Accumulated soil on the surface of a PV module (soiling) is widely recognized as a significant factor that reduces the power output of PV systems. The California Energy Commission (CEC) estimates annual losses due to soiling to be 7%, while other sources report annual losses ranging from 5 25%. The uncertainties associated with soiling impact the predicted energy yield of installed PV systems and therefore the return on investment. The effects of soiling are immediate and influence the value of PV projects during the crucial first few years of operation just as much as in later years after project payback has been achieved. Soiling studies are often confined to a single location and a single methodology. Simulated soiling can accelerate understanding of the influence of a particular type of soil on loss, and can guide development of anti-soiling coatings and environmentally friendly cleaning products. However, relatively few researchers have investigated simulated soiling and no consistent methodology has been adopted. Most of these investigations have been qualitative rather than quantitative. A comprehensive soil sampling study will allow consistency between site surveys and facilitate consistent, measurement-based model inputs. Airborne particulate matter differs from soil samples taken directly from the earth, therefore appropriate sampling methods must be employed to ensure that laboratory analysis is relevant. In this task, a soiling station designed to collect soil samples for laboratory analysis will be developed.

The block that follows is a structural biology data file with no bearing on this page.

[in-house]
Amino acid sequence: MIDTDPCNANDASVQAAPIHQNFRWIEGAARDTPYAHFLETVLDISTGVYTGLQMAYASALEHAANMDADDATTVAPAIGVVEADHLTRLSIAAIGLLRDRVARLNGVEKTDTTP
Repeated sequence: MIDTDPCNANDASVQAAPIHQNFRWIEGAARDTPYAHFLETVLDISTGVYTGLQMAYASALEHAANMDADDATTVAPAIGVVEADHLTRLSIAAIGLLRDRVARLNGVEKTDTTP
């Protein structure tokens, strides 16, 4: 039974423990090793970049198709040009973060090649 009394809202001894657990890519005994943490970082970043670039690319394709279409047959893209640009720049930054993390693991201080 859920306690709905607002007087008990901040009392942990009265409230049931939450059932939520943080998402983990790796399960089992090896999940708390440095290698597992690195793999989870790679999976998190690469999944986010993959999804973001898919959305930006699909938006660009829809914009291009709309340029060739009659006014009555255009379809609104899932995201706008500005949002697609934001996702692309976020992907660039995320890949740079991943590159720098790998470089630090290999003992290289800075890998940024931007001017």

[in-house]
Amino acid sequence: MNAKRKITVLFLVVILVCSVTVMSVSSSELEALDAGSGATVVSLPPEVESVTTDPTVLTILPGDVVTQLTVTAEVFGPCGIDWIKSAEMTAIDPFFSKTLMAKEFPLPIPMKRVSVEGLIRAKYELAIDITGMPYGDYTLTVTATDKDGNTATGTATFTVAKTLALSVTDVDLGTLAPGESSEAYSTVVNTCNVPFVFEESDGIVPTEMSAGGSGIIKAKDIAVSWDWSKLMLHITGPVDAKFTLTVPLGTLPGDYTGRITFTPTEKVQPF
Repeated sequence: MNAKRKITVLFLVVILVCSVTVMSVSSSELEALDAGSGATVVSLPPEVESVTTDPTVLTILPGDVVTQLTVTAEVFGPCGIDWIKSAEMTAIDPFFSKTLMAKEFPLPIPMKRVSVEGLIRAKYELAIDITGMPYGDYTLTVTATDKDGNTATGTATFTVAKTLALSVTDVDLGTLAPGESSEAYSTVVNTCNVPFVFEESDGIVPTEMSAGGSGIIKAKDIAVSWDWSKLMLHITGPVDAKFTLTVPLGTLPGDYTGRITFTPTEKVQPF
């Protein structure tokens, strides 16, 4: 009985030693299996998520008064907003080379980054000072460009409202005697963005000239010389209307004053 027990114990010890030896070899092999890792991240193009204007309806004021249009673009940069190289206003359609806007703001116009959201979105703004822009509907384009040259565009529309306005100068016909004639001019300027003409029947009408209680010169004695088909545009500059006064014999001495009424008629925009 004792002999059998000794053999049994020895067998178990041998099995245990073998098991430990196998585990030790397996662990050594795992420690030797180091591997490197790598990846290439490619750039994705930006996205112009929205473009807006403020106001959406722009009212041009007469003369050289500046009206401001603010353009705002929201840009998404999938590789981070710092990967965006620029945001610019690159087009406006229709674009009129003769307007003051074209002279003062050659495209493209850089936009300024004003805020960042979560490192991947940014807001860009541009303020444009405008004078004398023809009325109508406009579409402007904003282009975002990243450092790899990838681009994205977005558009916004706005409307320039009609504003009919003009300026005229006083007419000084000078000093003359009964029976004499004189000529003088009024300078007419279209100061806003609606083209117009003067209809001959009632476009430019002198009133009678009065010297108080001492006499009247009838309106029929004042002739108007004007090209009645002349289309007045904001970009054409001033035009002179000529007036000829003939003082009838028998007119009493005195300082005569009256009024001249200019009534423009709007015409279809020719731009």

|Effective start/end date||3/20/14 → 9/30/16|
- US Department of Energy (DOE): $153,792.00